Evidence shows modest gains in income and educational outcomes as a result of greater electricity access
The importance of electricity for poverty reduction is highlighted in the seventh Sustainable Development Goal: Ensure access to affordable, reliable, sustainable and modern energy for all. Nonetheless, more than 800 million people worldwide did not have access to electricity as of 2018. Tremendous investments from a range of sources, including the Asian Development Bank, have been made to close this gap – over $30 billion per year in 2015 and 2016. So what social outcomes does this type of investment yield?
A recent systematic review produced by the Asian Development Bank's Independent Evaluation Department (IED) and The International Initiative for Impact Evaluation (3ie) suggests that programs to increase access to electricity led to modest gains on education measures and household income. The largest effect was the increase in the time students spent studying at night, while other educational and income measures rose slightly. The interventions also resulted in slightly higher levels of total household income, lower levels of household poverty, and higher levels of business productivity. All these effects were statistically significant but small, except for the change in night study time, which was larger.
The review combines the results from 126 impact evaluation studies published since 2004 evaluating interventions to expand electricity access implemented by different organizations all over the world. This synthesis offers stronger evidence than an individual evaluation, where results can be driven by one-off factors.
While the number of studies has increased since 2013, with 82% of studies included in the review published since then, rigorous studies on the impact of electricity are still limited. Impact evaluation studies in energy – in which electricity is a subsector – account for less than 1% of all impact evaluations published from 2000 to 2015.
Most of the interventions in the review were expansions of electric grids into rural or peri-urban areas, while a few evaluated smaller-scale, off-grid interventions to expand access. An even smaller number of evaluations investigated demand-side interventions, such as reduced electric rates. The interventions were implemented in Asia, Africa, Latin America and the Middle East.
In general, the quality and reliability of electricity service varied widely across the studies, before and after the interventions – but each intervention represented an expansion of electricity access.
The review notes that one key mechanism by which electrification increases incomes is by reducing the time women spend on housework, allowing them to earn other income. However, in some places this mechanism was blocked by gender norms against women working outside the home.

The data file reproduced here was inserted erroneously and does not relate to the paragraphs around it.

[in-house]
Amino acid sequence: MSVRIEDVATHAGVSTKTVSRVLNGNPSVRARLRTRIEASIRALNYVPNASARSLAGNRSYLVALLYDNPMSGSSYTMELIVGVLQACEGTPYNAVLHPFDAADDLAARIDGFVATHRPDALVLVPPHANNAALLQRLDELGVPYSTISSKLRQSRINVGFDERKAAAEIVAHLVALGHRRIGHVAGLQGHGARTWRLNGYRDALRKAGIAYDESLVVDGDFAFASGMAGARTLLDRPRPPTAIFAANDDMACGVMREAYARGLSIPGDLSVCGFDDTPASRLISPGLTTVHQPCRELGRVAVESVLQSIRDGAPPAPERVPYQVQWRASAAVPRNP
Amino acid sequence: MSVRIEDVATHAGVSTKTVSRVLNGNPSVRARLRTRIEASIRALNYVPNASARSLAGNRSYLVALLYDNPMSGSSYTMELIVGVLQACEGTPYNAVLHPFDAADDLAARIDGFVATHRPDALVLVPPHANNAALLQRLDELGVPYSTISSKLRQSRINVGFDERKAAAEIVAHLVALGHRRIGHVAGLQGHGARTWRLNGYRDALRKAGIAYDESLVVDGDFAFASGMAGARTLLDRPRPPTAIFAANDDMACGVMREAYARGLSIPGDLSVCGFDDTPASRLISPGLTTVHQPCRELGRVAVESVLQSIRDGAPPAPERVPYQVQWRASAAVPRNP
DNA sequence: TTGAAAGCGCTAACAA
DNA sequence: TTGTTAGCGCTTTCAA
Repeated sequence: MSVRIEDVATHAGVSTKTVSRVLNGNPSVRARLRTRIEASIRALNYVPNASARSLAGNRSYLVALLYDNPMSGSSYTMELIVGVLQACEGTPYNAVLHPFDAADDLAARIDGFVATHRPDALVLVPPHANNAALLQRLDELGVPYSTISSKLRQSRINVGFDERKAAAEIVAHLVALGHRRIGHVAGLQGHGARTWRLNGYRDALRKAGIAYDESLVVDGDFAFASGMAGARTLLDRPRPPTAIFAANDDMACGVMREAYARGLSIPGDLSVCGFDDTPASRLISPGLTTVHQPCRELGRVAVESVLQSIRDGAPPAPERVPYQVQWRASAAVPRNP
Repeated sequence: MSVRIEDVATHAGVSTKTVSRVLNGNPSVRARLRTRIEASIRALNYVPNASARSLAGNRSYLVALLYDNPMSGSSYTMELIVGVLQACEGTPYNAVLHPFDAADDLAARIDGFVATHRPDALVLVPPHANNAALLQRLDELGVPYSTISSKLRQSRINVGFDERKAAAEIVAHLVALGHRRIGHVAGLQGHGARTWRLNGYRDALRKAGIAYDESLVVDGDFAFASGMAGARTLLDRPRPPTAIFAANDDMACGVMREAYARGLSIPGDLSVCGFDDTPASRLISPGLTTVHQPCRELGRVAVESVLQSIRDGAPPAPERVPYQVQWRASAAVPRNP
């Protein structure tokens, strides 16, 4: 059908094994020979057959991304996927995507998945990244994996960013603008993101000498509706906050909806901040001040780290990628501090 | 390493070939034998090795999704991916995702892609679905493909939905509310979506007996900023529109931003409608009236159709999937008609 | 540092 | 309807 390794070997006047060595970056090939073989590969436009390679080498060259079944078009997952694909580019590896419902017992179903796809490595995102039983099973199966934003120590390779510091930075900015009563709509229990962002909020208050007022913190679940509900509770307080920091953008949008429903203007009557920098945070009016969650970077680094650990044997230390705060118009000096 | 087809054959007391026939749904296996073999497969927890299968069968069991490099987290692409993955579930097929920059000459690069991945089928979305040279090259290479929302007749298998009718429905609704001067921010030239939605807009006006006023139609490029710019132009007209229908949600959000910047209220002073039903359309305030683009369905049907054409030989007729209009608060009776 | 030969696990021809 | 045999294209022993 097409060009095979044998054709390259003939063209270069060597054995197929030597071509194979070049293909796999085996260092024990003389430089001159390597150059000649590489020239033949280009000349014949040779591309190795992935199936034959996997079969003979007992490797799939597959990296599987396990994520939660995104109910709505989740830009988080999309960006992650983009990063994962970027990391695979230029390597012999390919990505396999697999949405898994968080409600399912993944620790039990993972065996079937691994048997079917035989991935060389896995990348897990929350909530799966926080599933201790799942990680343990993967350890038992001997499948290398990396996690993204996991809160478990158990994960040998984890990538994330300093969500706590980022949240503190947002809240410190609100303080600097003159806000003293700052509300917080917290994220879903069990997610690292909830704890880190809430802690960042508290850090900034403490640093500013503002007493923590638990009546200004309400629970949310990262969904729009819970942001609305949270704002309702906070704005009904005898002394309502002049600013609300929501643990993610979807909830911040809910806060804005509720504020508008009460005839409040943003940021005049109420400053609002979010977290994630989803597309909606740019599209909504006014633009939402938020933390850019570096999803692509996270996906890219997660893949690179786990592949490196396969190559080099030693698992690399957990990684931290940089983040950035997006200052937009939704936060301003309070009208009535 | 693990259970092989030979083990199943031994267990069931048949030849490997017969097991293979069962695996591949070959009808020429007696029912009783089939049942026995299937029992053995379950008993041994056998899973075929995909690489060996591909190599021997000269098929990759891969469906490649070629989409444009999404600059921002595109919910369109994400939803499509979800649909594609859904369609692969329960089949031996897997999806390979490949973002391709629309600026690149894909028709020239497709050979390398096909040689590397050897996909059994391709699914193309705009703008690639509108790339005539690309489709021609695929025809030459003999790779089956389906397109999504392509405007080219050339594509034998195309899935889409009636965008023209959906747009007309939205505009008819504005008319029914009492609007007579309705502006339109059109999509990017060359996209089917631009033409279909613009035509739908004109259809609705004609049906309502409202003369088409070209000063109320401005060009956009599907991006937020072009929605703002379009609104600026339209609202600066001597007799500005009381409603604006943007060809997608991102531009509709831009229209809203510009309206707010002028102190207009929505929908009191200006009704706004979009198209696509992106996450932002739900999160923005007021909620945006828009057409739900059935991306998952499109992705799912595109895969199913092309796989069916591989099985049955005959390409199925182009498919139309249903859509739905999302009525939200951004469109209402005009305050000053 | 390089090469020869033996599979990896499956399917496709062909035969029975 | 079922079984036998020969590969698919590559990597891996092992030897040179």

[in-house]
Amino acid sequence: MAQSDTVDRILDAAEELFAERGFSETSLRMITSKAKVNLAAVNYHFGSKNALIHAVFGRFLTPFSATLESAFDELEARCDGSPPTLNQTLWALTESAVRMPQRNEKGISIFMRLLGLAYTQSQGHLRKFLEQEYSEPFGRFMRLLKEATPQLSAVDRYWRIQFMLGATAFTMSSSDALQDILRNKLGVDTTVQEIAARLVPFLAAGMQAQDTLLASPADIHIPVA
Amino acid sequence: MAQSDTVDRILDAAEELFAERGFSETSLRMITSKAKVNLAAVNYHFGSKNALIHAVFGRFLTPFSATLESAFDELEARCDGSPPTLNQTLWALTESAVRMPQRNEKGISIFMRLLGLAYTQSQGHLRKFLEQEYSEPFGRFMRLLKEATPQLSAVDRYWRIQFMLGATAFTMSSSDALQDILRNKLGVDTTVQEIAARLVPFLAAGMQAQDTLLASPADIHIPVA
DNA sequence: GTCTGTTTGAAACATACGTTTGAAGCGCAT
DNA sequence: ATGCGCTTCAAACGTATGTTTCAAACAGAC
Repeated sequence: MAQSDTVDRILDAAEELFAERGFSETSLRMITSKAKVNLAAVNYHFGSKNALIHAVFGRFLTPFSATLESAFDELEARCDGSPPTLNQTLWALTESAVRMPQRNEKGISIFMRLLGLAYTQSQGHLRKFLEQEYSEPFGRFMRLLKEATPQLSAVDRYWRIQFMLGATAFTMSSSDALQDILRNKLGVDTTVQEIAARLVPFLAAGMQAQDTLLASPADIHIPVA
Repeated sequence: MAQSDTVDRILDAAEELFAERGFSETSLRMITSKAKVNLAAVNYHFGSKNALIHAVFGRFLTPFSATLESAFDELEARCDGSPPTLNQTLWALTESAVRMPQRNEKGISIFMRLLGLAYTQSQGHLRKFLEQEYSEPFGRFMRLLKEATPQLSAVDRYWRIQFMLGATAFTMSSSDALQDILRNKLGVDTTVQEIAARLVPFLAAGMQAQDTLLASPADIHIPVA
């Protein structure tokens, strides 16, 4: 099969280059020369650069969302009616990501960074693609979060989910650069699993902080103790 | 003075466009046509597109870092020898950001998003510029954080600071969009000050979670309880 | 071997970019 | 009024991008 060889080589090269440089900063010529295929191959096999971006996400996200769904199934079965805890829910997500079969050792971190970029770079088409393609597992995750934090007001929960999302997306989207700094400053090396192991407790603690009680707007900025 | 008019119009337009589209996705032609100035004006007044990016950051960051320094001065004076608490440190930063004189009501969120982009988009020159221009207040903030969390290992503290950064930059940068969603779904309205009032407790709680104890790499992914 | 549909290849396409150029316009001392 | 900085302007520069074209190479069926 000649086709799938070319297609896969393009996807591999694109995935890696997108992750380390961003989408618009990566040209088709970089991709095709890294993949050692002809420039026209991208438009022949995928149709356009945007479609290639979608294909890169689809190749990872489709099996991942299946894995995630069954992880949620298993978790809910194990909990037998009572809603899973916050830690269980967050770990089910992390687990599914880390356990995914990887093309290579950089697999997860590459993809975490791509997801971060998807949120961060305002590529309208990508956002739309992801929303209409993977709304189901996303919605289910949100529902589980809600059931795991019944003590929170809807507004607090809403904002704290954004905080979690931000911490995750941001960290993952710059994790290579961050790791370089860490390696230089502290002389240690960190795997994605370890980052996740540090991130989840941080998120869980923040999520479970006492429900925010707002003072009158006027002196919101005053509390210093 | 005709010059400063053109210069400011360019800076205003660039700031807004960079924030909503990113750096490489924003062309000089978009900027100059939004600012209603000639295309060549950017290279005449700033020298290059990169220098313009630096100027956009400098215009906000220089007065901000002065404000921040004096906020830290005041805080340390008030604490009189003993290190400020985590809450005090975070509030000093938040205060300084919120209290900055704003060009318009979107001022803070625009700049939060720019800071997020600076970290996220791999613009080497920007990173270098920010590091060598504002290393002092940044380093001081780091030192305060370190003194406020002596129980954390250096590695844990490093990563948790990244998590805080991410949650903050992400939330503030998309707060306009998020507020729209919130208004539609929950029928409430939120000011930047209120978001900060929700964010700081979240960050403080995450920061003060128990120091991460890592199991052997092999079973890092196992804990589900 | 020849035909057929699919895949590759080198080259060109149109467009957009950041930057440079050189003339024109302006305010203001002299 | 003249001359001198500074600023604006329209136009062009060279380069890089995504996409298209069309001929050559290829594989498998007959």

In addition to modest effects, the review also found considerable heterogeneity, or variation across studies, that resulted partly from study characteristics, such as study design, the way variables were measured, location, or length of follow-up after interventions took place. With a high degree of heterogeneity observed across studies, understanding how context influences the use of electricity infrastructure is key for producing positive changes in social outcomes. Without appropriately considering these factors, individuals may not alter their routines to utilize the new infrastructure.
Challenges still exist that prevent universal access to electricity, including high investment and operation costs; limited demand given market conditions; implementation and maintenance issues; and regulatory or political issues. Even with expanded access, other factors like connection quality and unequal access may have limited the development impacts. Important evidence gaps remain for future studies to address. Understanding what works and does not is important for policy planning and decision-making.
Given the findings and our understanding of the evidence base, the systematic review calls for: (1) more funding for rigorous research to fill evidence gaps; (2) adjustments to the expectations for the magnitude of project outcomes; and 3i) interventions targeting multiple constraints, such as availability, reliability, and affordability.
The greatest needs for new research focus on: (1) understanding the effect of demand-side interventions, (2) conducting theory-based mixed-method evaluations, and (3) measuring outcomes related to quality of life and social experience.
The report is the first systematic review conducted by IED. Reflecting a continued effort to expand and diversify IED evaluation products, methodologies, and knowledge, IED intends to produce more systematic reviews as part of its regular work program.